2. He doesn’t provide his data. Am I missing something? I have a PDF of the article and I don’t see his data.
3. DeKeyser doesn’t explain what he means when he says that the subjects who receive explicit grammar instruction “learned categorical rules.” Does this means they were able to consciously formulate them? Does this mean they could apply them?
4. No delayed post-test was conducted.
5. DeKeyser does not say whether or not the subjects were told the meaning of the sentences. If they were not, this experiment is looking at pattern recognition (general cognitive processing) and not language acquisition. This leads us to…
6. …the probability that the grammar-rule instruction included references to meaning, and therefore made the input more comprehensible. Eg, a student sees a picture of a man on a horse, and the sentence “flerb guf dibble.” They are then told that the word order is subject object verb. This means the sentence probably reads “man horse rides/is on.” This person has a leg up on the person who just sees the picture and the sentences and has to guess its meaning.

For these reasons. DeKeyser’s study does not support Conti’s claim.

DeKeyser, R. 1995. ‘Learning second language grammar rules: an experiment with a miniature linguistic system’. Studies in Second Language Acquisition 17/3: 379-410. This synthetic-language (Implexan) study is the only one which appears to support Conti’s hypothesis that explicit grammar teaching is more effective than delivering comprehensible input when building proficiency in production and comprehension. In this study, which is basically a much bigger version of his 1994 study (and in this one, subjects were told sentence meanings in English), DeKeyser found that the explicit and implicit learning groups were able to recognise the same amount of vocab by the end of the study. However, the explicit-instruction group significantly outperformed the other group in production accuracy. So far, so good, but…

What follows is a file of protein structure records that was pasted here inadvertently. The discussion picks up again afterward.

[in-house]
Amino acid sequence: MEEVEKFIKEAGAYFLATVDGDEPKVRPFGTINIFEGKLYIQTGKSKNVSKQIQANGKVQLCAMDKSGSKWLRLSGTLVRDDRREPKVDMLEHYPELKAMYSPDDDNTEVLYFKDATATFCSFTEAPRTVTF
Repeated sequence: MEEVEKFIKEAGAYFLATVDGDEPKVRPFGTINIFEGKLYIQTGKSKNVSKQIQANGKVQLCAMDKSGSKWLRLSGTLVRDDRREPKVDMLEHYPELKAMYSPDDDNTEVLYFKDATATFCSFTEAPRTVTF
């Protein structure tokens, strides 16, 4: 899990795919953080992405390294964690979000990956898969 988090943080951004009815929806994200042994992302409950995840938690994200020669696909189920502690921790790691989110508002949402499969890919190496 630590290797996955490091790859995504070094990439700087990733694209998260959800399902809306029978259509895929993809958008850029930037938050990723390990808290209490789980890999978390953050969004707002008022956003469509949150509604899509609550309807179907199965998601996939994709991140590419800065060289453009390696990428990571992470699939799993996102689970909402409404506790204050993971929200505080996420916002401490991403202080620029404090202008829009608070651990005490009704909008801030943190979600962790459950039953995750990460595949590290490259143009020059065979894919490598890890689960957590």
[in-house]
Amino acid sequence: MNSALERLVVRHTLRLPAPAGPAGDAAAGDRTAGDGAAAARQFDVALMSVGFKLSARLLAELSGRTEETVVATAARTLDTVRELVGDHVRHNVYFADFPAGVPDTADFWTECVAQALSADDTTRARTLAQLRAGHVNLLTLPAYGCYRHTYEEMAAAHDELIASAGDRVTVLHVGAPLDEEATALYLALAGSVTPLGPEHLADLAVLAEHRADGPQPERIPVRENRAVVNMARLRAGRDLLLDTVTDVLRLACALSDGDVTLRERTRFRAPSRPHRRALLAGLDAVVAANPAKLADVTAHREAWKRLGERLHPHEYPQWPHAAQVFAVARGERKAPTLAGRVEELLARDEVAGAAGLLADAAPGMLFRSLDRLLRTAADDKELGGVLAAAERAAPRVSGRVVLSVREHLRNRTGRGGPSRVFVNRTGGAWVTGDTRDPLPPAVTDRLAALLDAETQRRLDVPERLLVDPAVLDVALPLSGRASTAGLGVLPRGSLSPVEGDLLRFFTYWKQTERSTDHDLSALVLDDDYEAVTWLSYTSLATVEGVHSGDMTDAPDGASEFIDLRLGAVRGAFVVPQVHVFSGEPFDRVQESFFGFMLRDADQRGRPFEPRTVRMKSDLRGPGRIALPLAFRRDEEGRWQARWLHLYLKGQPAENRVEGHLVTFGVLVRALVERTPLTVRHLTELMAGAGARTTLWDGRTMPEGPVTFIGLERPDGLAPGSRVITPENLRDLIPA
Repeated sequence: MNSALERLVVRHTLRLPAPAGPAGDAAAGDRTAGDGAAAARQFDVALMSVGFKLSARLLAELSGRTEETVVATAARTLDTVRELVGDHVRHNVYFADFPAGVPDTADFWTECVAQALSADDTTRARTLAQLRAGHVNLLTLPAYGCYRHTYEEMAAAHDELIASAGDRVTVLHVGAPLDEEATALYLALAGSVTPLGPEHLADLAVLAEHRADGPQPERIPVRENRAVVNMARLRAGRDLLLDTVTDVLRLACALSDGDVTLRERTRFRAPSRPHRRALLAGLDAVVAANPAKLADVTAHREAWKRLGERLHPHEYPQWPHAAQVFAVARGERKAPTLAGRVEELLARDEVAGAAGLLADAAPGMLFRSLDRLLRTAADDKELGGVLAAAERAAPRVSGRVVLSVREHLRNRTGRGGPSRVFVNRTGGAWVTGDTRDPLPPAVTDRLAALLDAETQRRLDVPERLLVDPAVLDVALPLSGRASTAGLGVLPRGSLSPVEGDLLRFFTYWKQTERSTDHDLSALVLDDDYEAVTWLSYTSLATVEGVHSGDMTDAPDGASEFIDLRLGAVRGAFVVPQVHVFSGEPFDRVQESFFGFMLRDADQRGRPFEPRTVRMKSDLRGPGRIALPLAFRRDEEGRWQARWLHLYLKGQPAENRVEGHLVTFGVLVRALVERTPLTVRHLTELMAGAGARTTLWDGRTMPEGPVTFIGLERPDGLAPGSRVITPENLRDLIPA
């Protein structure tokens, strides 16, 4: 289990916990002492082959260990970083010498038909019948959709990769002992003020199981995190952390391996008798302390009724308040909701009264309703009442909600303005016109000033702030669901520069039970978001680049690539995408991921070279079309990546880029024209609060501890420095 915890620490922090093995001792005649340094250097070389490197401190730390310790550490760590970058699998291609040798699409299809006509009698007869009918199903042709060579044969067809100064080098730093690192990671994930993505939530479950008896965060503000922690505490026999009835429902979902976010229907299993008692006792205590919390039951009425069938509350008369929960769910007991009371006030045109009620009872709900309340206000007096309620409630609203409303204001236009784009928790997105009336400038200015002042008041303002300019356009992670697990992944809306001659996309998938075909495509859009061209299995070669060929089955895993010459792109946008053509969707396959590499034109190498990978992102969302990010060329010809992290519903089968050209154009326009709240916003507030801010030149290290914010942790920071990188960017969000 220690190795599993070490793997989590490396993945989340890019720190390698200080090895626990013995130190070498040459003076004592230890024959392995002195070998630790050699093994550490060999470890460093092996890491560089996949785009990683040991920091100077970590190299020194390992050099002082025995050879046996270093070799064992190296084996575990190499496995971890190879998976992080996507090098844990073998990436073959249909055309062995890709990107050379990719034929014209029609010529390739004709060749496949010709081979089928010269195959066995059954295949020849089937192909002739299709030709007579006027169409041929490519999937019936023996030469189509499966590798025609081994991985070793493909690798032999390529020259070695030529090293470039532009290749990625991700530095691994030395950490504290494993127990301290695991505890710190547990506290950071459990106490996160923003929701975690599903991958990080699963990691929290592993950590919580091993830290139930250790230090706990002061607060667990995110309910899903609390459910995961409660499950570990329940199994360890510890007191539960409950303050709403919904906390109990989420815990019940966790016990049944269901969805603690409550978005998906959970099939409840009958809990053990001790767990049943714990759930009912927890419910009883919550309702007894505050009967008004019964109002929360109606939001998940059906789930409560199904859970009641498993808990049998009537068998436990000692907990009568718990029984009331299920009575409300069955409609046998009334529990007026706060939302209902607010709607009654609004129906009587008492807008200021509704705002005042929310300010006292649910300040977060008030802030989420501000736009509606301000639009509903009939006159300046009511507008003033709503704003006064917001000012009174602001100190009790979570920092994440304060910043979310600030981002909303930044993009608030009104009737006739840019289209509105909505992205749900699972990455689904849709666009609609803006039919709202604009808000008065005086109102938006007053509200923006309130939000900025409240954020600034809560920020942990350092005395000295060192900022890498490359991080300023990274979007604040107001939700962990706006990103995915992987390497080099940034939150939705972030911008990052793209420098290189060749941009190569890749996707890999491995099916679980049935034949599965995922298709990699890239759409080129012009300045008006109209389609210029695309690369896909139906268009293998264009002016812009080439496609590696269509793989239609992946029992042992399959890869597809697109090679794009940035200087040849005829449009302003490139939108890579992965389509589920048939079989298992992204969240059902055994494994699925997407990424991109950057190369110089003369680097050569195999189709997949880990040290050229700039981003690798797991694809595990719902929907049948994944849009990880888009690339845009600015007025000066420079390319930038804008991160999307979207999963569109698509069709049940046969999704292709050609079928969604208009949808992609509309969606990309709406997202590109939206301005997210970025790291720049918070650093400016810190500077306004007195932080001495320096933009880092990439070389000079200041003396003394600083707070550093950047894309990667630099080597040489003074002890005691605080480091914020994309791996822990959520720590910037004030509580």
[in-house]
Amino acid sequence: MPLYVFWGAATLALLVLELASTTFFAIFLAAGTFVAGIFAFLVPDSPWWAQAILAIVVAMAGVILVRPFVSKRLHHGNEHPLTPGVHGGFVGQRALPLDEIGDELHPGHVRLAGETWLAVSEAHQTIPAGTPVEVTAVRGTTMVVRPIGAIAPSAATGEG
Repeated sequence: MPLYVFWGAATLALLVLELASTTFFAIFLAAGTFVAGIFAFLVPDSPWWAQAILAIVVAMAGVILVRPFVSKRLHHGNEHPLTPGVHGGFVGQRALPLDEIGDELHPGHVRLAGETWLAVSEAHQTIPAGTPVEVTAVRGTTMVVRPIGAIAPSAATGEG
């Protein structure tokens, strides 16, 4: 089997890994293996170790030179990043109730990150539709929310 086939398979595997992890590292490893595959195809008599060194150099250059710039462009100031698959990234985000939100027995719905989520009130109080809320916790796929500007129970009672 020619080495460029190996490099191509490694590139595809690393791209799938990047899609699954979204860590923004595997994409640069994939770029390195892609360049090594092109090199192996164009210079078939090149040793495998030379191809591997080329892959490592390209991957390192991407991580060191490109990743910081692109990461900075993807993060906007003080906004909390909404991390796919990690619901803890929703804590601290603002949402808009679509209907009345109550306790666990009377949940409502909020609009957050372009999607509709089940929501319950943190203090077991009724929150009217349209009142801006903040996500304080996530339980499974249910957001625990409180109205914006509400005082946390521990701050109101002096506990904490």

1. There was no delayed post-test.
2. The use of artificial languages– done to simplify testing– is problematic. One must note that nobody has ever gotten DeKeyser’s results with a real language.


DeKeyser, R. 1998. ‘Beyond focus on form: cognitive perspectives on learning and practicing second language grammar’ in C. Doughty & J. Williams (eds.). Focus on Form in Classroom Second Language Acquisition. Cambridge: Cambridge University Press. This is not an empirical study. It therefore does not support Conti’s claim.

Erlam, R. (2003). ‘The effects of deductive and inductive instruction on the acquisition of direct object pronouns in French as a second language’. The Modern Language Journal 87/2:242-260.  This study– by the author’s acknowledgement– shows that people who get explicit “grammar” instruction do well on tests where explicit (declarative) knowledge of “grammar” can be accessed. The post-treatment measures of speaking and writing, by Erlam’s admission, did not prevent students from “thinking about” answers. In other words, Erlam tested for conscious learning and not implicit acquisition. This does not therefore appear to address Conti’s claim.

Fotos, S. & R. Ellis. 1991. ‘Communicating about grammar: a task-based approach’. TESOL Quarterly 25/4: 605-628. This study, in the authors’ words, measured and “encouraged communication about grammar.” The authors tried to see if conscious-grammar problem-solving helped students learn grammar rules (learn = consciously understand and explain). This study does not focus on acquisition, and therefore does not appear to support Conti’s claim.

Gass, S. & L. Selinker. 2008. Second Language Acquisition: an Introductory Course (Third Edition). New York: Routledge/Taylor. This is not a book of empiricial studies, and therefore does not support Conti’s claim.